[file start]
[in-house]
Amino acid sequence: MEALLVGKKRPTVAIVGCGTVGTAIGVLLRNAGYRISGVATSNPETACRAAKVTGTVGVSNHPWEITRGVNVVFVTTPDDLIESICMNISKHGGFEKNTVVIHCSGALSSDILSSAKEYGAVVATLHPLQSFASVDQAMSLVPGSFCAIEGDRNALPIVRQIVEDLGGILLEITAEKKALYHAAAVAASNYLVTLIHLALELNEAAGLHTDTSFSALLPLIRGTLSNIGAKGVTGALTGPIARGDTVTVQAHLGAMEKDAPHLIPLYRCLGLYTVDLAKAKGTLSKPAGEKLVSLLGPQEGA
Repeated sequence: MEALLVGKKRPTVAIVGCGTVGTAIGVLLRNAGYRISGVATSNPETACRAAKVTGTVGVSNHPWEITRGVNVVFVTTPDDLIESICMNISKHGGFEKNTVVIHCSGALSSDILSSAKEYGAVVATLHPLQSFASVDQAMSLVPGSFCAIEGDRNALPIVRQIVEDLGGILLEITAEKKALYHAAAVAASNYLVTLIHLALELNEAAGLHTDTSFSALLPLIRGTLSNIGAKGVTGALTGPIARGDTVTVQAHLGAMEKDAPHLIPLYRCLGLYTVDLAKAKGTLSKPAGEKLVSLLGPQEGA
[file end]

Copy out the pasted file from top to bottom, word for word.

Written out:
[in-house]
Amino acid sequence: MEALLVGKKRPTVAIVGCGTVGTAIGVLLRNAGYRISGVATSNPETACRAAKVTGTVGVSNHPWEITRGVNVVFVTTPDDLIESICMNISKHGGFEKNTVVIHCSGALSSDILSSAKEYGAVVATLHPLQSFASVDQAMSLVPGSFCAIEGDRNALPIVRQIVEDLGGILLEITAEKKALYHAAAVAASNYLVTLIHLALELNEAAGLHTDTSFSALLPLIRGTLSNIGAKGVTGALTGPIARGDTVTVQAHLGAMEKDAPHLIPLYRCLGLYTVDLAKAKGTLSKPAGEKLVSLLGPQEGA
Repeated sequence: MEALLVGKKRPTVAIVGCGTVGTAIGVLLRNAGYRISGVATSNPETACRAAKVTGTVGVSNHPWEITRGVNVVFVTTPDDLIESICMNISKHGGFEKNTVVIHCSGALSSDILSSAKEYGAVVATLHPLQSFASVDQAMSLVPGSFCAIEGDRNALPIVRQIVEDLGGILLEITAEKKALYHAAAVAASNYLVTLIHLALELNEAAGLHTDTSFSALLPLIRGTLSNIGAKGVTGALTGPIARGDTVTVQAHLGAMEKDAPHLIPLYRCLGLYTVDLAKAKGTLSKPAGEKLVSLLGPQEGA